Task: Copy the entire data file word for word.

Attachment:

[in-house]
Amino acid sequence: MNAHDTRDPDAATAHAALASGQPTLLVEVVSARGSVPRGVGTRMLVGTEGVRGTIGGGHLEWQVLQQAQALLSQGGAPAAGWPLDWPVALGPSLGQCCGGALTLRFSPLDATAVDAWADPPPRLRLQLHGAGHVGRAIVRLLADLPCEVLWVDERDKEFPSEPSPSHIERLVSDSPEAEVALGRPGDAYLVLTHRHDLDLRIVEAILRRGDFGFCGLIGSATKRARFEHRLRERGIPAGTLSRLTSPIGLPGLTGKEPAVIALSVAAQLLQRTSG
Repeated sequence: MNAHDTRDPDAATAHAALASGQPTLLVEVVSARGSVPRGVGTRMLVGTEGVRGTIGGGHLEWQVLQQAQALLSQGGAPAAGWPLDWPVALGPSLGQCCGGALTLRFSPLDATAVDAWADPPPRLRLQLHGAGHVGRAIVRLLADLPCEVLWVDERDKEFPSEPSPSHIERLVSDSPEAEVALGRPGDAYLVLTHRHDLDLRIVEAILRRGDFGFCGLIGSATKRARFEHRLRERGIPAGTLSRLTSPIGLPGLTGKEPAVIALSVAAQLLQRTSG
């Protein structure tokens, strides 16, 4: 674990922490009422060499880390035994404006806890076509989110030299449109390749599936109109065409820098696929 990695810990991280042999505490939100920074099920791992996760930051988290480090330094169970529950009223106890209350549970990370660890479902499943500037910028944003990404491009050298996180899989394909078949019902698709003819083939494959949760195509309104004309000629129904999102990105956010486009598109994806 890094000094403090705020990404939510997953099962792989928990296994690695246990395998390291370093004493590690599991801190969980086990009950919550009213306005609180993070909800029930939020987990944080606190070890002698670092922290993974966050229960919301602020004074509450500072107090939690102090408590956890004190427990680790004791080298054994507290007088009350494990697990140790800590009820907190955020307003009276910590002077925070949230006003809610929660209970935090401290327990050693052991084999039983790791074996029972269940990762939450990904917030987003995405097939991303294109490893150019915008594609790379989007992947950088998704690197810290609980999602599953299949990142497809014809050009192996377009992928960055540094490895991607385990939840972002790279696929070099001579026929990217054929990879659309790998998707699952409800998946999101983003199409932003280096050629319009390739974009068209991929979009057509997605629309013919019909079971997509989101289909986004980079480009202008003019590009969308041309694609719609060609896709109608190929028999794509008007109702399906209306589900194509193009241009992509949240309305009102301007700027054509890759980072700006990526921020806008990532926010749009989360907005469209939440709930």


[in-house]
Amino acid sequence: MNAHDTRDPDAATAHAALASGQPTLLVEVVSARGSVPRGVGTRMLVGTEGVRGTIGGGHLEWQVLQQAQALLSQGGAPAAGWPLDWPVALGPSLGQCCGGALTLRFSPLDATAVDAWADPPPRLRLQLHGAGHVGRAIVRLLADLPCEVLWVDERDKEFPSEPSPSHIERLVSDSPEAEVALGRPGDAYLVLTHRHDLDLRIVEAILRRGDFGFCGLIGSATKRARFEHRLRERGIPAGTLSRLTSPIGLPGLTGKEPAVIALSVAAQLLQRTSG
Repeated sequence: MNAHDTRDPDAATAHAALASGQPTLLVEVVSARGSVPRGVGTRMLVGTEGVRGTIGGGHLEWQVLQQAQALLSQGGAPAAGWPLDWPVALGPSLGQCCGGALTLRFSPLDATAVDAWADPPPRLRLQLHGAGHVGRAIVRLLADLPCEVLWVDERDKEFPSEPSPSHIERLVSDSPEAEVALGRPGDAYLVLTHRHDLDLRIVEAILRRGDFGFCGLIGSATKRARFEHRLRERGIPAGTLSRLTSPIGLPGLTGKEPAVIALSVAAQLLQRTSG
């Protein structure tokens, strides 16, 4: 674990922490009422060499880390035994404006806890076509989110030299449109390749599936109109065409820098696929 990695810990991280042999505490939100920074099920791992996760930051988290480090330094169970529950009223106890209350549970990370660890479902499943500037910028944003990404491009050298996180899989394909078949019902698709003819083939494959949760195509309104004309000629129904999102990105956010486009598109994806 890094000094403090705020990404939510997953099962792989928990296994690695246990395998390291370093004493590690599991801190969980086990009950919550009213306005609180993070909800029930939020987990944080606190070890002698670092922290993974966050229960919301602020004074509450500072107090939690102090408590956890004190427990680790004791080298054994507290007088009350494990697990140790800590009820907190955020307003009276910590002077925070949230006003809610929660209970935090401290327990050693052991084999039983790791074996029972269940990762939450990904917030987003995405097939991303294109490893150019915008594609790379989007992947950088998704690197810290609980999602599953299949990142497809014809050009192996377009992928960055540094490895991607385990939840972002790279696929070099001579026929990217054929990879659309790998998707699952409800998946999101983003199409932003280096050629319009390739974009068209991929979009057509997605629309013919019909079971997509989101289909986004980079480009202008003019590009969308041309694609719609060609896709109608190929028999794509008007109702399906209306589900194509193009241009992509949240309305009102301007700027054509890759980072700006990526921020806008990532926010749009989360907005469209939440709930």